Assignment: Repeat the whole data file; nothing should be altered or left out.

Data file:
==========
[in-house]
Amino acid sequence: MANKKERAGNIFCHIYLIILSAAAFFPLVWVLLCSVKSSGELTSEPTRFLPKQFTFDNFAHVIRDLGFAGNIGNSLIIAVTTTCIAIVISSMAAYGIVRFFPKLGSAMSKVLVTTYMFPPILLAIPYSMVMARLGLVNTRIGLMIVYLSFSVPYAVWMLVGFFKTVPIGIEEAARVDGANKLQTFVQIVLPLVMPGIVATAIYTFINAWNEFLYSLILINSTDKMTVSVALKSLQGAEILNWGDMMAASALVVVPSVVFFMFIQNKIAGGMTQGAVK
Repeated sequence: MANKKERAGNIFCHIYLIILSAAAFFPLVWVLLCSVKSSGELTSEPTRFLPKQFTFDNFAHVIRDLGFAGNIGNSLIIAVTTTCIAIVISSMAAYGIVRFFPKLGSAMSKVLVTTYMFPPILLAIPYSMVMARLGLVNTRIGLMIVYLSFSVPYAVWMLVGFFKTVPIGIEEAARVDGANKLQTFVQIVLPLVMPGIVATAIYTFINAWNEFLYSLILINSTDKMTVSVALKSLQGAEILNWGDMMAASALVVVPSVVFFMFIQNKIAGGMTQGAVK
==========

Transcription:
[in-house]
Amino acid sequence: MANKKERAGNIFCHIYLIILSAAAFFPLVWVLLCSVKSSGELTSEPTRFLPKQFTFDNFAHVIRDLGFAGNIGNSLIIAVTTTCIAIVISSMAAYGIVRFFPKLGSAMSKVLVTTYMFPPILLAIPYSMVMARLGLVNTRIGLMIVYLSFSVPYAVWMLVGFFKTVPIGIEEAARVDGANKLQTFVQIVLPLVMPGIVATAIYTFINAWNEFLYSLILINSTDKMTVSVALKSLQGAEILNWGDMMAASALVVVPSVVFFMFIQNKIAGGMTQGAVK
Repeated sequence: MANKKERAGNIFCHIYLIILSAAAFFPLVWVLLCSVKSSGELTSEPTRFLPKQFTFDNFAHVIRDLGFAGNIGNSLIIAVTTTCIAIVISSMAAYGIVRFFPKLGSAMSKVLVTTYMFPPILLAIPYSMVMARLGLVNTRIGLMIVYLSFSVPYAVWMLVGFFKTVPIGIEEAARVDGANKLQTFVQIVLPLVMPGIVATAIYTFINAWNEFLYSLILINSTDKMTVSVALKSLQGAEILNWGDMMAASALVVVPSVVFFMFIQNKIAGGMTQGAVK